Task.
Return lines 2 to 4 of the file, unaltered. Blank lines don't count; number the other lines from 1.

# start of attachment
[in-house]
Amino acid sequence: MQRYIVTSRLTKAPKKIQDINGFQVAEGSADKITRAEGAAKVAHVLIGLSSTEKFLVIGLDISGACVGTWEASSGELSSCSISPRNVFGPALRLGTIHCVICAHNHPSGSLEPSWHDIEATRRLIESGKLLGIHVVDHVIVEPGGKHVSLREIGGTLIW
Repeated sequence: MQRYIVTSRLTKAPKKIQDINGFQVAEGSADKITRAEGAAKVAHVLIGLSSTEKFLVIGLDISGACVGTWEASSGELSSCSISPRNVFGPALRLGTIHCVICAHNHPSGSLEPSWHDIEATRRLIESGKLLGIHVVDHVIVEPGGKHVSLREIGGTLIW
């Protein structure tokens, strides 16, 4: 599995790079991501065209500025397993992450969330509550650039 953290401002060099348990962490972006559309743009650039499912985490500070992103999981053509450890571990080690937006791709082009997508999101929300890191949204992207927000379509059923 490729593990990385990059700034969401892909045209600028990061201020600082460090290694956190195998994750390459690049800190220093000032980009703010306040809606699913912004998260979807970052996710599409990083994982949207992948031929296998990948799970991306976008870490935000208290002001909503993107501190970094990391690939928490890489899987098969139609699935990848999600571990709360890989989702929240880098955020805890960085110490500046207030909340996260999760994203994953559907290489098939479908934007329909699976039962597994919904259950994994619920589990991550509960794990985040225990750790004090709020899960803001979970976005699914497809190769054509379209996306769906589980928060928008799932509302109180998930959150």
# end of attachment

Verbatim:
Amino acid sequence: MQRYIVTSRLTKAPKKIQDINGFQVAEGSADKITRAEGAAKVAHVLIGLSSTEKFLVIGLDISGACVGTWEASSGELSSCSISPRNVFGPALRLGTIHCVICAHNHPSGSLEPSWHDIEATRRLIESGKLLGIHVVDHVIVEPGGKHVSLREIGGTLIW
Repeated sequence: MQRYIVTSRLTKAPKKIQDINGFQVAEGSADKITRAEGAAKVAHVLIGLSSTEKFLVIGLDISGACVGTWEASSGELSSCSISPRNVFGPALRLGTIHCVICAHNHPSGSLEPSWHDIEATRRLIESGKLLGIHVVDHVIVEPGGKHVSLREIGGTLIW
């Protein structure tokens, strides 16, 4: 599995790079991501065209500025397993992450969330509550650039 953290401002060099348990962490972006559309743009650039499912985490500070992103999981053509450890571990080690937006791709082009997508999101929300890191949204992207927000379509059923 490729593990990385990059700034969401892909045209600028990061201020600082460090290694956190195998994750390459690049800190220093000032980009703010306040809606699913912004998260979807970052996710599409990083994982949207992948031929296998990948799970991306976008870490935000208290002001909503993107501190970094990391690939928490890489899987098969139609699935990848999600571990709360890989989702929240880098955020805890960085110490500046207030909340996260999760994203994953559907290489098939479908934007329909699976039962597994919904259950994994619920589990991550509960794990985040225990750790004090709020899960803001979970976005699914497809190769054509379209996306769906589980928060928008799932509302109180998930959150």